Almost exactly three years ago, super storm Sandy made landfall in our neighborhood, with devastating results. While we did not suffer much damage compared to many others, we were without power for fourteen days (a record for us) and a tree struck the front of our house, doing serious damage. Among other things, my antenna system was completely erased.
It wasn’t a big commercial antenna or tower or anything like that. I have always used simple wire antennas, supported in various ways. At the time of the storm, I had a mast attached to the second story of our house, supporting the apex of a doublet hung in a sloper configuration, and fed with 450 ohm window line. Pretty effective, and very cheap.
The mast was composed of those four foot fiberglass mast sections you can find on eBay. I think I had six or seven sections of the stuff hooked together, which starting from the second story of the house gave me about 35 – 40 feet at the apex. The mast was attached with brackets to the clapboard side wall of a dormer extension.
These mast pieces were never intended to be used to construct a tall mast. My understanding is that their intended purpose is to be used, one or two pieces together, to support camoflage netting. You know, when they hide airplanes under a lot of fake foliage. And I can attest to the fact that they don’t work very well for tall masts. I once tried to make a 40 foot mast out of the stuff, and attempting to get it vertical was a complete failure – rather like trying to stand a stack of cooked ziti on end. Al dente, of course.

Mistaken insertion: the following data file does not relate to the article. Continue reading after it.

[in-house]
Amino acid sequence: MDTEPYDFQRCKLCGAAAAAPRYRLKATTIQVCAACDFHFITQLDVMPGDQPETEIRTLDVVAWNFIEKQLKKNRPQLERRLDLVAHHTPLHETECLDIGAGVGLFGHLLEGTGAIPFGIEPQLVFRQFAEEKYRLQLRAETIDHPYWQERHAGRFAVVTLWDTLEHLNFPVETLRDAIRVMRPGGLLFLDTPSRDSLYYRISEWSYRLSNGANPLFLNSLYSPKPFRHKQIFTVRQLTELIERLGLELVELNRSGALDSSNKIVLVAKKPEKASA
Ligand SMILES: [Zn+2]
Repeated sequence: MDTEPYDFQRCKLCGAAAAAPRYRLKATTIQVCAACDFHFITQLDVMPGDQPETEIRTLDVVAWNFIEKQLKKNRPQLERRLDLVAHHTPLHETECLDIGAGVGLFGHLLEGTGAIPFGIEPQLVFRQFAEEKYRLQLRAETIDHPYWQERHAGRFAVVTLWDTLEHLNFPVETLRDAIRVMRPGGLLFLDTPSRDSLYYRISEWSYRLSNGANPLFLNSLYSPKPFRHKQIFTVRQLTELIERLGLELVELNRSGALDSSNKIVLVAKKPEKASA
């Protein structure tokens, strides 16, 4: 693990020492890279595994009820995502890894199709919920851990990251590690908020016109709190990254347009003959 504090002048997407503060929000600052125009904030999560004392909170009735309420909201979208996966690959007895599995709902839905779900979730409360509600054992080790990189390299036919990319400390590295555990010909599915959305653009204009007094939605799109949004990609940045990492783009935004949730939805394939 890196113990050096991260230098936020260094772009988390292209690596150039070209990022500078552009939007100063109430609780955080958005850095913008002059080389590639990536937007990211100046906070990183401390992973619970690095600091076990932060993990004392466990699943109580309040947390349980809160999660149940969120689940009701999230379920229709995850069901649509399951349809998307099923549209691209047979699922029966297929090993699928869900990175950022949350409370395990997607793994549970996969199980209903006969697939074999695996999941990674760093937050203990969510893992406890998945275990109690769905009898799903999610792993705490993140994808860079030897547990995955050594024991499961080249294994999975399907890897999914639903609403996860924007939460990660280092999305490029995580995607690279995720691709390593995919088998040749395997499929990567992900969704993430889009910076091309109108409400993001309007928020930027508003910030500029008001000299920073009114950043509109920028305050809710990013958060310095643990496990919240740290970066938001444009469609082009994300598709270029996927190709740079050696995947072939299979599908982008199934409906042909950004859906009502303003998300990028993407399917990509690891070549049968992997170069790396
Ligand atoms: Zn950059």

Anyway, in the aftermath of Sandy I had nothing left but a pile of mast pieces and some tangled wire. In the days that followed, I scavenged the still usable bits, and put up a shorter version of the same arrangement, minus one piece I think. This second incarnation was liberally reinforced with Gorilla tape, and was splinted with four pieces bamboo around one particularly dodgy joint. (We had a lot of cut bamboo on the property, but that is another story for some other time.) The slightly crooked, splinted, shorter mast proudly adorned our house for about two years. You can guess that we don’t live with an HOA. My wife. God bless her, is very tolerant and allowed me to continue to persue my radio interests with this abomination attached to the house, but I must admit that even I would occasionally look up and mutter “got to do something about that antenna…” Oddly enough, when I looked for some pictures of the splinted version I couldn’t find any. I guess we didn’t think it was that photogenic.
In any event, last winter, which was very severe, finaly brought the matter to a head. After a particularly bad storm later in the season, the top of the thing snapped off. Ironically, it was the join above the bamboo splints that failed. I took it down again removed another section, and refreshed the duct tape. It was abundantly clear at that point something had to be done.
Over the summer, I started shopping for a new mast. No point in waiting, get it done while the weather is good. I dithered about comparing lots of different masts on the internet. It didn’t need to be very tall, since it would be attached to the house, but I wanted something very sturdy; a telescoping mast would be fine, but it couldn’t be one of those lightweight portable jobs. No kite poles for me, it had to have some gravitas.
I finally settled on an MFJ-1904HD mast, which is apparently designed to hold five element 80 meter monobanders and the like. I found a pretty good deal on the mast, (including free shipping, which surprised me. I was afraid of the shipping on somehing like this.)